Meta CEO Mark Zuckerberg has laid out his plan to adopt higher standards that Facebook employees need to meet following the company’s recent lacklustre market performance.
In a company-wide Q&A in June, the Meta chief revealed he would be implementing stricter guidelines to ensure employees perform better. He also hinted at the possibility of letting people go if they failed to meet the standards.
“Realistically, there are probably a bunch of people at the company who shouldn’t be here,” Zuckerberg said in a recording obtained by The Verge.
“Part of my hope by raising expectations and having more aggressive goals, and just kind of turning up the heat a little bit, is that I think some of you might decide that this place isn’t for you, and that self-selection is OK with me.”
By adopting these higher standards, Zuckerberg hopes it will help turn Facebook’s recent fortunes, which he described as “one of the worst downturns that we’ve seen in recent history”.
Read more: Meta slashes hiring plans for 2022
2022 hasn’t been particularly stellar for Meta. Flagship social media platform Facebook has been experiencing a very slow growth in its user base since the start of the year.
Meta shares also dropped by almost 2% following Tuesday’s early trading. The development comes ahead of the company’s earnings report this week. Overall, Meta’s stock is down by as much as 50% this year.
Meta’s struggles have forced the company to freeze hiring and adopt other cost-cutting measures.
In the June meeting, Zuckerberg told his employees that they would be slowing down the recruitment of engineers by 30%. That cuts the company’s target of new hires from 10,000 to around 6,000 or 7,000. The company also doesn’t plan to fill any empty roles for the time being.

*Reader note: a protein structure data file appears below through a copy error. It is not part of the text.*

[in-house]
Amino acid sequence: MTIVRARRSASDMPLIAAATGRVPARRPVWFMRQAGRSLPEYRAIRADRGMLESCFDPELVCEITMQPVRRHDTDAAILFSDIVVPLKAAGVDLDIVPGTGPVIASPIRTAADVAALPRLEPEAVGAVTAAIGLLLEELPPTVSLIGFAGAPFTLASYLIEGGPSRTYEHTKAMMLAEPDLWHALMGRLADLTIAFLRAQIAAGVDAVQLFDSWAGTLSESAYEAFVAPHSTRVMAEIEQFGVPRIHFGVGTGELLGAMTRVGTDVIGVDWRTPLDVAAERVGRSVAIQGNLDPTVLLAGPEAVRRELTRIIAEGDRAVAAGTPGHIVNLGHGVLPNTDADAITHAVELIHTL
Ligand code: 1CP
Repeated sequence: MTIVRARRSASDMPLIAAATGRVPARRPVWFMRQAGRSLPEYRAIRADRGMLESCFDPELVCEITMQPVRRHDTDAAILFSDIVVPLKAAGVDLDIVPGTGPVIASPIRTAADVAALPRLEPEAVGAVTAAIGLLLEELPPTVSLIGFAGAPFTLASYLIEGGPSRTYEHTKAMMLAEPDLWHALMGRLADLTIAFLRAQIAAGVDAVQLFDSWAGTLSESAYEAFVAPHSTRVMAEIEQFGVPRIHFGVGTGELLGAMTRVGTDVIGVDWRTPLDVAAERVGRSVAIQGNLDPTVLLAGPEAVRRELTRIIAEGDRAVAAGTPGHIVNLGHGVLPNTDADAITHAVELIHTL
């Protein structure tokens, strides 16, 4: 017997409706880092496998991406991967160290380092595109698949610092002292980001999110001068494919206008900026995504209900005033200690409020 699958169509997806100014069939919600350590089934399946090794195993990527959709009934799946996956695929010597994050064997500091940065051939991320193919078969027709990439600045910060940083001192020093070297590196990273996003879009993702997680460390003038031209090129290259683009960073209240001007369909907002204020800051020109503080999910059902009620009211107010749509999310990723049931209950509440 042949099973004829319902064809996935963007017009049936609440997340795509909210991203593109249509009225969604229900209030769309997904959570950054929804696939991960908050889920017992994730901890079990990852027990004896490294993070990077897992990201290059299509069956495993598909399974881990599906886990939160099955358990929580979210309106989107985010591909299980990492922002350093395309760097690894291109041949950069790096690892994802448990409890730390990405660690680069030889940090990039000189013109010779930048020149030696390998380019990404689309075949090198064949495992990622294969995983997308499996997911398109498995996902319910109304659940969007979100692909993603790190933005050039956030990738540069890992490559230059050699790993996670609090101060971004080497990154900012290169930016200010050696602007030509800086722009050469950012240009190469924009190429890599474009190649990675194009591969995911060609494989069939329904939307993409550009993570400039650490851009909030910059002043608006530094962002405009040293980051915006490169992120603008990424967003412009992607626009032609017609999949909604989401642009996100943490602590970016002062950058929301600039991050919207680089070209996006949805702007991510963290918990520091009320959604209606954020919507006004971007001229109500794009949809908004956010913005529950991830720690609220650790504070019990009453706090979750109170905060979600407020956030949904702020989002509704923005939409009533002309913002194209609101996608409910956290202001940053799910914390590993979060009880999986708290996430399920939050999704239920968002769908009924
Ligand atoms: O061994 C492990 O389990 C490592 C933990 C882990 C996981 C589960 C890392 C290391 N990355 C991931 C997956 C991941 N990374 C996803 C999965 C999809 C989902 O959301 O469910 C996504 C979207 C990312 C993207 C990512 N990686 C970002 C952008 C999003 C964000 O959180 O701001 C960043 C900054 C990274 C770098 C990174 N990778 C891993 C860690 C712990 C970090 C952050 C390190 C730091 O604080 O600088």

Employees on the chopping block
Zuckerberg’s announcement of the new standards has drawn varying opinions from Facebook staff. According to The Verge report, several workers were stunned by their boss’s declaration that some of them could be let go.
“Did Mark just say there are a bunch of people at this company that don’t belong here[?]” one Facebook staffer said.
“This is wartime, we need a wartime CEO,” another worker said in support of Zuckerberg.
In response, Meta spokesperson Joe Osborne chose to downplay the Meta boss’s statement.
“Any company that wants to have a lasting impact must practice disciplined prioritisation and work with a high level of intensity to reach goals,” Osborne said.
“The reports about these efforts are consistent with this focus and what we’ve already shared publicly about our operating style.”
In an internal survey of Meta employees, only 39% of workers said they were optimistic about the company’s future. Meanwhile, 42% of respondents said they have confidence in Meta’s leadership.